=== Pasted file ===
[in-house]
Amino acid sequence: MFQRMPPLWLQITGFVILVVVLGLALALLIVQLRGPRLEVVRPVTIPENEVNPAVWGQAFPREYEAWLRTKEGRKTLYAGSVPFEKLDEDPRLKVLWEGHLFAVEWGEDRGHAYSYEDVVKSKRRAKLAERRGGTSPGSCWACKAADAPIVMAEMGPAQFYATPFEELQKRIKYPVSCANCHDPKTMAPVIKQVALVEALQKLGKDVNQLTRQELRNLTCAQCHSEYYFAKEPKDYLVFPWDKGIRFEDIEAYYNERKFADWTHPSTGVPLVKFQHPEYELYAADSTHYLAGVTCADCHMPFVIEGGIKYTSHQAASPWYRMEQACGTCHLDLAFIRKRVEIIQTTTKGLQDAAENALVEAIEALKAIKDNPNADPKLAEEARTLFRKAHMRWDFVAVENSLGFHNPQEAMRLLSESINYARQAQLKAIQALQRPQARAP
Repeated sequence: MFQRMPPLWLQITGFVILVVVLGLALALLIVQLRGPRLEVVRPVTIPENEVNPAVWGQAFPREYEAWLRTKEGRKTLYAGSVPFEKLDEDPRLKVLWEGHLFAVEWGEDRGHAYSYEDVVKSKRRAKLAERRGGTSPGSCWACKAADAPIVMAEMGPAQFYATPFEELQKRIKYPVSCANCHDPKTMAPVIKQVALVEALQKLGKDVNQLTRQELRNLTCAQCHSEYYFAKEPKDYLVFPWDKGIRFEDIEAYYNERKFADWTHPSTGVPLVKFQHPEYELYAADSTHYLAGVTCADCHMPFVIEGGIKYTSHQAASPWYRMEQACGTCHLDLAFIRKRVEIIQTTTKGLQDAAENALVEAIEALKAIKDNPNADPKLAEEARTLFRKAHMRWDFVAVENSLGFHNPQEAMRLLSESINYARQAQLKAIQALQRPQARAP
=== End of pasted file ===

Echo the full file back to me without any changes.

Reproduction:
[in-house]
Amino acid sequence: MFQRMPPLWLQITGFVILVVVLGLALALLIVQLRGPRLEVVRPVTIPENEVNPAVWGQAFPREYEAWLRTKEGRKTLYAGSVPFEKLDEDPRLKVLWEGHLFAVEWGEDRGHAYSYEDVVKSKRRAKLAERRGGTSPGSCWACKAADAPIVMAEMGPAQFYATPFEELQKRIKYPVSCANCHDPKTMAPVIKQVALVEALQKLGKDVNQLTRQELRNLTCAQCHSEYYFAKEPKDYLVFPWDKGIRFEDIEAYYNERKFADWTHPSTGVPLVKFQHPEYELYAADSTHYLAGVTCADCHMPFVIEGGIKYTSHQAASPWYRMEQACGTCHLDLAFIRKRVEIIQTTTKGLQDAAENALVEAIEALKAIKDNPNADPKLAEEARTLFRKAHMRWDFVAVENSLGFHNPQEAMRLLSESINYARQAQLKAIQALQRPQARAP
Repeated sequence: MFQRMPPLWLQITGFVILVVVLGLALALLIVQLRGPRLEVVRPVTIPENEVNPAVWGQAFPREYEAWLRTKEGRKTLYAGSVPFEKLDEDPRLKVLWEGHLFAVEWGEDRGHAYSYEDVVKSKRRAKLAERRGGTSPGSCWACKAADAPIVMAEMGPAQFYATPFEELQKRIKYPVSCANCHDPKTMAPVIKQVALVEALQKLGKDVNQLTRQELRNLTCAQCHSEYYFAKEPKDYLVFPWDKGIRFEDIEAYYNERKFADWTHPSTGVPLVKFQHPEYELYAADSTHYLAGVTCADCHMPFVIEGGIKYTSHQAASPWYRMEQACGTCHLDLAFIRKRVEIIQTTTKGLQDAAENALVEAIEALKAIKDNPNADPKLAEEARTLFRKAHMRWDFVAVENSLGFHNPQEAMRLLSESINYARQAQLKAIQALQRPQARAP